Obama cuts short the sentences of 61 drug offenders

This brings the number of his commutations to 248

Feliks Garcia
New York
Wednesday 30 March 2016 18:17
President Barack Obama brings the number of his commutations to 248.
President Barack Obama brings the number of his commutations to 248.

President Barack Obama has commuted the sentences of 61 drug offenders in his latest effort to reform the US criminal justice system.

The predominantly male inmates — a third of whom had life sentences — were all nonviolent offenders serving time under what the White House called “outdated and unduly harsh sentencing laws.” Obama also called the laws an undue burden on taxpayers’ dollars.

“The power to grant pardons and commutations… embodies the basic belief in our democracy that people deserve a second chance after having made a mistake in their lives that led to a conviction under our law,” Obama said in a letter written to the 61 individuals receiving clemency.

“Simply put,” the president said, “their punishments didn’t fit the crime.”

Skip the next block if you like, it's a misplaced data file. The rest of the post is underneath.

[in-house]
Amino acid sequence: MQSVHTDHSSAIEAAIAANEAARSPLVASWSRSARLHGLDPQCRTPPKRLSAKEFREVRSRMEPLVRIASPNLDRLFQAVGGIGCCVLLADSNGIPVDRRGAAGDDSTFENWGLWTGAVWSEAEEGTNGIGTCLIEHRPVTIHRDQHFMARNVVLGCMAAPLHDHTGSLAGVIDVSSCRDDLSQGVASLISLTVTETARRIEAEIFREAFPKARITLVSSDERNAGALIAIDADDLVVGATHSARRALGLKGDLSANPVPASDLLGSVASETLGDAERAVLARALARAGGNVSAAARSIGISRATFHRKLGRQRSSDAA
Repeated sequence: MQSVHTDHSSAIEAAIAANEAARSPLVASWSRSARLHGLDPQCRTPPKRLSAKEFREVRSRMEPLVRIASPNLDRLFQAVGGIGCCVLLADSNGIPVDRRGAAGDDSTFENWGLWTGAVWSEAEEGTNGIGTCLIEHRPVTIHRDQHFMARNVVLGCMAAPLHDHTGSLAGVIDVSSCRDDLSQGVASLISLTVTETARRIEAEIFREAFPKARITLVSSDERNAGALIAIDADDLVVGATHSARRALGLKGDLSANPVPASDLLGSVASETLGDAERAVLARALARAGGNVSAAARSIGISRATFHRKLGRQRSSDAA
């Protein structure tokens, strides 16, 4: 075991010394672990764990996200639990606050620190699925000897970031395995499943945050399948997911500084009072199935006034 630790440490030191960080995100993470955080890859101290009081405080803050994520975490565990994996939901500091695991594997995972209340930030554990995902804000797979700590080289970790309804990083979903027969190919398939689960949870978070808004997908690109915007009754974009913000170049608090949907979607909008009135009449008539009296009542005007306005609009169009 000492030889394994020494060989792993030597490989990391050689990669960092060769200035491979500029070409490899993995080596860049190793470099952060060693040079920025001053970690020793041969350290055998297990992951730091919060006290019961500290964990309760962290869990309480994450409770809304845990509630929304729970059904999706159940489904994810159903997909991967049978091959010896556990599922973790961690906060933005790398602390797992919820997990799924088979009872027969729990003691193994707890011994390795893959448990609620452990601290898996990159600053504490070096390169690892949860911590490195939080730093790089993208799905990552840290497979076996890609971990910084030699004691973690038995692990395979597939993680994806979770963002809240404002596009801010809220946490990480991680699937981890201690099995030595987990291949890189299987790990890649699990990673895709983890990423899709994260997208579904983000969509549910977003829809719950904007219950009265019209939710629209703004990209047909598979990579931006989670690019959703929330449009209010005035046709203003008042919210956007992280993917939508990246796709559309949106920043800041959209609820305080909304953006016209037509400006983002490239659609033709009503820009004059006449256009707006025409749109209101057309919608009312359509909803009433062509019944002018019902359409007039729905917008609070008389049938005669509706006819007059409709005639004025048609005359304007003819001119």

Most of the inmates will be released on July 28, according to a White House statement.

The latest commutations bring the total number of people granted clemency by Obama to 248. “More than the past six presidents combines,” the website says.

“Throughout the remainder of his time in office, the president is committed to continuing to issue more grants of clemency as well as strengthening rehabilitation programs,” White House counsel Neil Eggleston wrote on the White House blog.

The White House called for broad criminal justice reform in the blog post, noting that while clemency can address the issue on an individual basis, it fails to tackle the gargantuan task of making the system more fair and just.

In 2015, then Attorney General Eric Holder announced the Justice Department’s shift away from seeking mandatory minimums for minor drug offenders.

“For years prior to this administration, federal prosecutors were not only encouraged — but required — to always seek the most severe prison sentence possible for all drug cases, no matter what risk they posed to public safety. I have made a break from that philosophy,” said Holder, in one of his final speeches before stepping down. “While old habits are hard to break… a dramatic shift is underway in the mindset of prosecutors handling nonviolent drug offenses.

“I believe we have taken steps to institutionalize this fairer, more practical approach such that it will endure for years to come.”

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